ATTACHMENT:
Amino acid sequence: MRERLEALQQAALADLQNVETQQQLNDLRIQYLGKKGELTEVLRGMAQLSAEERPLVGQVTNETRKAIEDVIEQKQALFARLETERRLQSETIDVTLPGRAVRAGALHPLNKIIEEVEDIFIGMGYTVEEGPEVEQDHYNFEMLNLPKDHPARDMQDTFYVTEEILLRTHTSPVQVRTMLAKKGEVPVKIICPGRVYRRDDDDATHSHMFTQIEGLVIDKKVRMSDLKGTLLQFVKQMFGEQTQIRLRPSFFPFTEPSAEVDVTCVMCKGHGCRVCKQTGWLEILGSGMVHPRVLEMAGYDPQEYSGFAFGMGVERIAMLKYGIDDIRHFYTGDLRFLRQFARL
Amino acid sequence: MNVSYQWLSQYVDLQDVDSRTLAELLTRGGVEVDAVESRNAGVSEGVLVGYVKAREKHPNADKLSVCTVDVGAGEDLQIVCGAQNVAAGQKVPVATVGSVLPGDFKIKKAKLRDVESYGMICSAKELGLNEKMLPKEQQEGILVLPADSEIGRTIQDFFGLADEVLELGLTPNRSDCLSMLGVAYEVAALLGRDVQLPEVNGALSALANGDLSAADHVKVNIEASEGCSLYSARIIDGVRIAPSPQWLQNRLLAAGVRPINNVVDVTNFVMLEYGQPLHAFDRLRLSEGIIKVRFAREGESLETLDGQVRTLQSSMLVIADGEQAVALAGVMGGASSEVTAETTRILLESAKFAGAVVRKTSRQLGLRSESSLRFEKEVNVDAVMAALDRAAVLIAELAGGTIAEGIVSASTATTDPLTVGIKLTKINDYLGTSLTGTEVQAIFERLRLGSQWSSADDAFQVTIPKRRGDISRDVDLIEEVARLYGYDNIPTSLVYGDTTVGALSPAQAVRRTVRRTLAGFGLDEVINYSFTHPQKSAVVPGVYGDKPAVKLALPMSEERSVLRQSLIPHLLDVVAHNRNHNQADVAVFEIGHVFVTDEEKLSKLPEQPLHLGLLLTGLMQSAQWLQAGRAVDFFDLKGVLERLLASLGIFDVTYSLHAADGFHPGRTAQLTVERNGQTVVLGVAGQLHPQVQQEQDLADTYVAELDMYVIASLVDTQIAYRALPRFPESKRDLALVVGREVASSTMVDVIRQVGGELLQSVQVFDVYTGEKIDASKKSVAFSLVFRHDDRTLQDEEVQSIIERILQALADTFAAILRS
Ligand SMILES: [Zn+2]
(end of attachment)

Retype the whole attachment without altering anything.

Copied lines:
Amino acid sequence: MRERLEALQQAALADLQNVETQQQLNDLRIQYLGKKGELTEVLRGMAQLSAEERPLVGQVTNETRKAIEDVIEQKQALFARLETERRLQSETIDVTLPGRAVRAGALHPLNKIIEEVEDIFIGMGYTVEEGPEVEQDHYNFEMLNLPKDHPARDMQDTFYVTEEILLRTHTSPVQVRTMLAKKGEVPVKIICPGRVYRRDDDDATHSHMFTQIEGLVIDKKVRMSDLKGTLLQFVKQMFGEQTQIRLRPSFFPFTEPSAEVDVTCVMCKGHGCRVCKQTGWLEILGSGMVHPRVLEMAGYDPQEYSGFAFGMGVERIAMLKYGIDDIRHFYTGDLRFLRQFARL
Amino acid sequence: MNVSYQWLSQYVDLQDVDSRTLAELLTRGGVEVDAVESRNAGVSEGVLVGYVKAREKHPNADKLSVCTVDVGAGEDLQIVCGAQNVAAGQKVPVATVGSVLPGDFKIKKAKLRDVESYGMICSAKELGLNEKMLPKEQQEGILVLPADSEIGRTIQDFFGLADEVLELGLTPNRSDCLSMLGVAYEVAALLGRDVQLPEVNGALSALANGDLSAADHVKVNIEASEGCSLYSARIIDGVRIAPSPQWLQNRLLAAGVRPINNVVDVTNFVMLEYGQPLHAFDRLRLSEGIIKVRFAREGESLETLDGQVRTLQSSMLVIADGEQAVALAGVMGGASSEVTAETTRILLESAKFAGAVVRKTSRQLGLRSESSLRFEKEVNVDAVMAALDRAAVLIAELAGGTIAEGIVSASTATTDPLTVGIKLTKINDYLGTSLTGTEVQAIFERLRLGSQWSSADDAFQVTIPKRRGDISRDVDLIEEVARLYGYDNIPTSLVYGDTTVGALSPAQAVRRTVRRTLAGFGLDEVINYSFTHPQKSAVVPGVYGDKPAVKLALPMSEERSVLRQSLIPHLLDVVAHNRNHNQADVAVFEIGHVFVTDEEKLSKLPEQPLHLGLLLTGLMQSAQWLQAGRAVDFFDLKGVLERLLASLGIFDVTYSLHAADGFHPGRTAQLTVERNGQTVVLGVAGQLHPQVQQEQDLADTYVAELDMYVIASLVDTQIAYRALPRFPESKRDLALVVGREVASSTMVDVIRQVGGELLQSVQVFDVYTGEKIDASKKSVAFSLVFRHDDRTLQDEEVQSIIERILQALADTFAAILRS
Ligand SMILES: [Zn+2]